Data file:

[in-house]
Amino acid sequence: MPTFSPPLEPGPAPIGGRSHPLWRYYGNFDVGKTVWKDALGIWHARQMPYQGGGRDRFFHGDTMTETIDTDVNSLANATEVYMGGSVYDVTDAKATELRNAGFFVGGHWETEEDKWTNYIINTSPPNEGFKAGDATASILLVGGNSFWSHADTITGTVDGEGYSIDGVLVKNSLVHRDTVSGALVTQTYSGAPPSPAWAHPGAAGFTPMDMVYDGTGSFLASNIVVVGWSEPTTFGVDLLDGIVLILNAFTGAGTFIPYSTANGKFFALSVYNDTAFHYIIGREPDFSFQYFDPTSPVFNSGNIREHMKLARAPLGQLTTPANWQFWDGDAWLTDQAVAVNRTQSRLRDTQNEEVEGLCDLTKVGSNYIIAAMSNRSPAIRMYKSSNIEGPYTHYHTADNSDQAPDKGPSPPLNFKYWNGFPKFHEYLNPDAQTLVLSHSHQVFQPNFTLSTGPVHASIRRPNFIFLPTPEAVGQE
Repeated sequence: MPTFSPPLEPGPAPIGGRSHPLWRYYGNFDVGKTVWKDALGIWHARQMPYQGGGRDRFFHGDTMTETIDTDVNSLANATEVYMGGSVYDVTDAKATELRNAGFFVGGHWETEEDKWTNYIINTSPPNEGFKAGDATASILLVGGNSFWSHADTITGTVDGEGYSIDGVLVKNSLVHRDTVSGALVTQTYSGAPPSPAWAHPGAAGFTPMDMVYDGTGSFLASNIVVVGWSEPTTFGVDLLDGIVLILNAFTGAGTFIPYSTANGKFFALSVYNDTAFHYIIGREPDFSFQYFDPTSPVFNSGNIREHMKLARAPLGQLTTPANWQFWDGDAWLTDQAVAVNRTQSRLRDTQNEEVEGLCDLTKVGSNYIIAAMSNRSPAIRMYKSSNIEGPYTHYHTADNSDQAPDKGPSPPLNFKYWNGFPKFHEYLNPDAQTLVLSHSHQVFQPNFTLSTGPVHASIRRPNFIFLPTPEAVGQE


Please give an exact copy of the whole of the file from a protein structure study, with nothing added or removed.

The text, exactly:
[in-house]
Amino acid sequence: MPTFSPPLEPGPAPIGGRSHPLWRYYGNFDVGKTVWKDALGIWHARQMPYQGGGRDRFFHGDTMTETIDTDVNSLANATEVYMGGSVYDVTDAKATELRNAGFFVGGHWETEEDKWTNYIINTSPPNEGFKAGDATASILLVGGNSFWSHADTITGTVDGEGYSIDGVLVKNSLVHRDTVSGALVTQTYSGAPPSPAWAHPGAAGFTPMDMVYDGTGSFLASNIVVVGWSEPTTFGVDLLDGIVLILNAFTGAGTFIPYSTANGKFFALSVYNDTAFHYIIGREPDFSFQYFDPTSPVFNSGNIREHMKLARAPLGQLTTPANWQFWDGDAWLTDQAVAVNRTQSRLRDTQNEEVEGLCDLTKVGSNYIIAAMSNRSPAIRMYKSSNIEGPYTHYHTADNSDQAPDKGPSPPLNFKYWNGFPKFHEYLNPDAQTLVLSHSHQVFQPNFTLSTGPVHASIRRPNFIFLPTPEAVGQE
Repeated sequence: MPTFSPPLEPGPAPIGGRSHPLWRYYGNFDVGKTVWKDALGIWHARQMPYQGGGRDRFFHGDTMTETIDTDVNSLANATEVYMGGSVYDVTDAKATELRNAGFFVGGHWETEEDKWTNYIINTSPPNEGFKAGDATASILLVGGNSFWSHADTITGTVDGEGYSIDGVLVKNSLVHRDTVSGALVTQTYSGAPPSPAWAHPGAAGFTPMDMVYDGTGSFLASNIVVVGWSEPTTFGVDLLDGIVLILNAFTGAGTFIPYSTANGKFFALSVYNDTAFHYIIGREPDFSFQYFDPTSPVFNSGNIREHMKLARAPLGQLTTPANWQFWDGDAWLTDQAVAVNRTQSRLRDTQNEEVEGLCDLTKVGSNYIIAAMSNRSPAIRMYKSSNIEGPYTHYHTADNSDQAPDKGPSPPLNFKYWNGFPKFHEYLNPDAQTLVLSHSHQVFQPNFTLSTGPVHASIRRPNFIFLPTPEAVGQE